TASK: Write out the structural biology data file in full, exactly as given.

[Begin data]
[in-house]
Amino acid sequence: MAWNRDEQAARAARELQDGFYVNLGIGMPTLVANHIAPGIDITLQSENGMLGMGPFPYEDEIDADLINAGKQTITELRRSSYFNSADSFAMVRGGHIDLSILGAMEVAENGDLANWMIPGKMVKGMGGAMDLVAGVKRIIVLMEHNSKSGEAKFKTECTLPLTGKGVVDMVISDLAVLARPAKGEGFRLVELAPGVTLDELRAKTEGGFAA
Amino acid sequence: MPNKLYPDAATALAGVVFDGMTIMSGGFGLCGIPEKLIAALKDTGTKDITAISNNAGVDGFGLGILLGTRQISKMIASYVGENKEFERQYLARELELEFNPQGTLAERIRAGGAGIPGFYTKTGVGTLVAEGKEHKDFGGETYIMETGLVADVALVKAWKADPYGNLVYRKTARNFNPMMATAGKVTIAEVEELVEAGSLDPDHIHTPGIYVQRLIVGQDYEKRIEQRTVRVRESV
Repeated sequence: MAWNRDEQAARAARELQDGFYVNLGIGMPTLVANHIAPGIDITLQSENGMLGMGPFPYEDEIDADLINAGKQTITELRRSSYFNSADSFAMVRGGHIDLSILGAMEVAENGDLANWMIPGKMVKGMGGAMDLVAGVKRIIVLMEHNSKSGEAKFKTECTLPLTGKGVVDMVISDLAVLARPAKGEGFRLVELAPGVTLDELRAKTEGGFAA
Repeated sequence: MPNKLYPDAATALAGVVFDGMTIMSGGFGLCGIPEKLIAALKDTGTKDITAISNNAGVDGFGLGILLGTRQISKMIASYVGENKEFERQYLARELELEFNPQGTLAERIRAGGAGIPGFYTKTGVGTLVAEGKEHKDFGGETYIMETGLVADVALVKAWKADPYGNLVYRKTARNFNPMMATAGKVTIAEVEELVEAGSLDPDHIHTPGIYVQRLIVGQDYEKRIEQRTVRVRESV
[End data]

[in-house]
Amino acid sequence: MAWNRDEQAARAARELQDGFYVNLGIGMPTLVANHIAPGIDITLQSENGMLGMGPFPYEDEIDADLINAGKQTITELRRSSYFNSADSFAMVRGGHIDLSILGAMEVAENGDLANWMIPGKMVKGMGGAMDLVAGVKRIIVLMEHNSKSGEAKFKTECTLPLTGKGVVDMVISDLAVLARPAKGEGFRLVELAPGVTLDELRAKTEGGFAA
Amino acid sequence: MPNKLYPDAATALAGVVFDGMTIMSGGFGLCGIPEKLIAALKDTGTKDITAISNNAGVDGFGLGILLGTRQISKMIASYVGENKEFERQYLARELELEFNPQGTLAERIRAGGAGIPGFYTKTGVGTLVAEGKEHKDFGGETYIMETGLVADVALVKAWKADPYGNLVYRKTARNFNPMMATAGKVTIAEVEELVEAGSLDPDHIHTPGIYVQRLIVGQDYEKRIEQRTVRVRESV
Repeated sequence: MAWNRDEQAARAARELQDGFYVNLGIGMPTLVANHIAPGIDITLQSENGMLGMGPFPYEDEIDADLINAGKQTITELRRSSYFNSADSFAMVRGGHIDLSILGAMEVAENGDLANWMIPGKMVKGMGGAMDLVAGVKRIIVLMEHNSKSGEAKFKTECTLPLTGKGVVDMVISDLAVLARPAKGEGFRLVELAPGVTLDELRAKTEGGFAA
Repeated sequence: MPNKLYPDAATALAGVVFDGMTIMSGGFGLCGIPEKLIAALKDTGTKDITAISNNAGVDGFGLGILLGTRQISKMIASYVGENKEFERQYLARELELEFNPQGTLAERIRAGGAGIPGFYTKTGVGTLVAEGKEHKDFGGETYIMETGLVADVALVKAWKADPYGNLVYRKTARNFNPMMATAGKVTIAEVEELVEAGSLDPDHIHTPGIYVQRLIVGQDYEKRIEQRTVRVRESV